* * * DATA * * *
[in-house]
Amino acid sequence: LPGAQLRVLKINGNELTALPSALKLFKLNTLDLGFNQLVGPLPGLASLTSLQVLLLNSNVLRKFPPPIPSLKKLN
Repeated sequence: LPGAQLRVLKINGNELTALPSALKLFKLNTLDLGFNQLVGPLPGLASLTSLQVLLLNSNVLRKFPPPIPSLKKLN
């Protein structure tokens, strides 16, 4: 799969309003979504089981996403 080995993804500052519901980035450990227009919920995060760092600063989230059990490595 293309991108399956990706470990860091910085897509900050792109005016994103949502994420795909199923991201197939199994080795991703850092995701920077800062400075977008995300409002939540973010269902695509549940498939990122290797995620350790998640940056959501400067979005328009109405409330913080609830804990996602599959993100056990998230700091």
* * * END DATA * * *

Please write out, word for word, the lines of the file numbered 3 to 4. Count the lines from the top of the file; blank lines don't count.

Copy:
Repeated sequence: LPGAQLRVLKINGNELTALPSALKLFKLNTLDLGFNQLVGPLPGLASLTSLQVLLLNSNVLRKFPPPIPSLKKLN
């Protein structure tokens, strides 16, 4: 799969309003979504089981996403 080995993804500052519901980035450990227009919920995060760092600063989230059990490595 293309991108399956990706470990860091910085897509900050792109005016994103949502994420795909199923991201197939199994080795991703850092995701920077800062400075977008995300409002939540973010269902695509549940498939990122290797995620350790998640940056959501400067979005328009109405409330913080609830804990996602599959993100056990998230700091």